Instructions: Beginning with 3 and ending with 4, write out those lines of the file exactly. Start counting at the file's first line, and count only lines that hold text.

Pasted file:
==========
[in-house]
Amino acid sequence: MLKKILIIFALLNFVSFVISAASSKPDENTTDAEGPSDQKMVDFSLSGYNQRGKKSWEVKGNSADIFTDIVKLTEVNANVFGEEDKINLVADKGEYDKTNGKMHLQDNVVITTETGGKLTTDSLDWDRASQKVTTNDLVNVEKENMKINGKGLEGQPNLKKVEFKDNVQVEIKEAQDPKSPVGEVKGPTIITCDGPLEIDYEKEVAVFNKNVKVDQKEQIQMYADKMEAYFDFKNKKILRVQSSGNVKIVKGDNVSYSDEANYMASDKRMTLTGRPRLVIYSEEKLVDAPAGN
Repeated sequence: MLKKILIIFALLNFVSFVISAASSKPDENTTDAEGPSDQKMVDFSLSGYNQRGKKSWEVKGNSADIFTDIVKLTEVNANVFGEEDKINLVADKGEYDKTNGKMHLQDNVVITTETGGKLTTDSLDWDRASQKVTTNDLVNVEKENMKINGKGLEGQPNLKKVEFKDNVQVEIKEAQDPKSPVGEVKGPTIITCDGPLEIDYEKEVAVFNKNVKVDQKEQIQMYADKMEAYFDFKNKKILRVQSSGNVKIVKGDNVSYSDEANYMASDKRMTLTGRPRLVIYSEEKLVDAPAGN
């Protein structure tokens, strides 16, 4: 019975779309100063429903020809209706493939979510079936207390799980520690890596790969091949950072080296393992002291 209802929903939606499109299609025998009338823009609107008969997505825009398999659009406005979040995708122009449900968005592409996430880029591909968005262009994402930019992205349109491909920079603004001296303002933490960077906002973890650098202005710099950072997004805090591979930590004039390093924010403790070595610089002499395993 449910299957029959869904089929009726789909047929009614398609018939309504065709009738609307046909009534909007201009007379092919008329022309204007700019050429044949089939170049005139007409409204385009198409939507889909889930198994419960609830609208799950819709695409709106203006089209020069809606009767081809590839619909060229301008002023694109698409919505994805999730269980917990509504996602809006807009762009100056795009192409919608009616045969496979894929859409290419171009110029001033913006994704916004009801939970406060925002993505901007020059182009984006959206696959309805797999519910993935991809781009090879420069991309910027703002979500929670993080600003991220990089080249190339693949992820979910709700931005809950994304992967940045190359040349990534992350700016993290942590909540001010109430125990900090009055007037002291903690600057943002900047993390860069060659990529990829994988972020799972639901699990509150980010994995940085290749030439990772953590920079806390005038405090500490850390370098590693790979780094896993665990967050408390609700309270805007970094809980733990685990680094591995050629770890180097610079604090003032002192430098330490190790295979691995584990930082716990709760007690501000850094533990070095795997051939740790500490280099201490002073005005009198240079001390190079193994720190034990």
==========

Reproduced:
Repeated sequence: MLKKILIIFALLNFVSFVISAASSKPDENTTDAEGPSDQKMVDFSLSGYNQRGKKSWEVKGNSADIFTDIVKLTEVNANVFGEEDKINLVADKGEYDKTNGKMHLQDNVVITTETGGKLTTDSLDWDRASQKVTTNDLVNVEKENMKINGKGLEGQPNLKKVEFKDNVQVEIKEAQDPKSPVGEVKGPTIITCDGPLEIDYEKEVAVFNKNVKVDQKEQIQMYADKMEAYFDFKNKKILRVQSSGNVKIVKGDNVSYSDEANYMASDKRMTLTGRPRLVIYSEEKLVDAPAGN
């Protein structure tokens, strides 16, 4: 019975779309100063429903020809209706493939979510079936207390799980520690890596790969091949950072080296393992002291 209802929903939606499109299609025998009338823009609107008969997505825009398999659009406005979040995708122009449900968005592409996430880029591909968005262009994402930019992205349109491909920079603004001296303002933490960077906002973890650098202005710099950072997004805090591979930590004039390093924010403790070595610089002499395993 449910299957029959869904089929009726789909047929009614398609018939309504065709009738609307046909009534909007201009007379092919008329022309204007700019050429044949089939170049005139007409409204385009198409939507889909889930198994419960609830609208799950819709695409709106203006089209020069809606009767081809590839619909060229301008002023694109698409919505994805999730269980917990509504996602809006807009762009100056795009192409919608009616045969496979894929859409290419171009110029001033913006994704916004009801939970406060925002993505901007020059182009984006959206696959309805797999519910993935991809781009090879420069991309910027703002979500929670993080600003991220990089080249190339693949992820979910709700931005809950994304992967940045190359040349990534992350700016993290942590909540001010109430125990900090009055007037002291903690600057943002900047993390860069060659990529990829994988972020799972639901699990509150980010994995940085290749030439990772953590920079806390005038405090500490850390370098590693790979780094896993665990967050408390609700309270805007970094809980733990685990680094591995050629770890180097610079604090003032002192430098330490190790295979691995584990930082716990709760007690501000850094533990070095795997051939740790500490280099201490002073005005009198240079001390190079193994720190034990």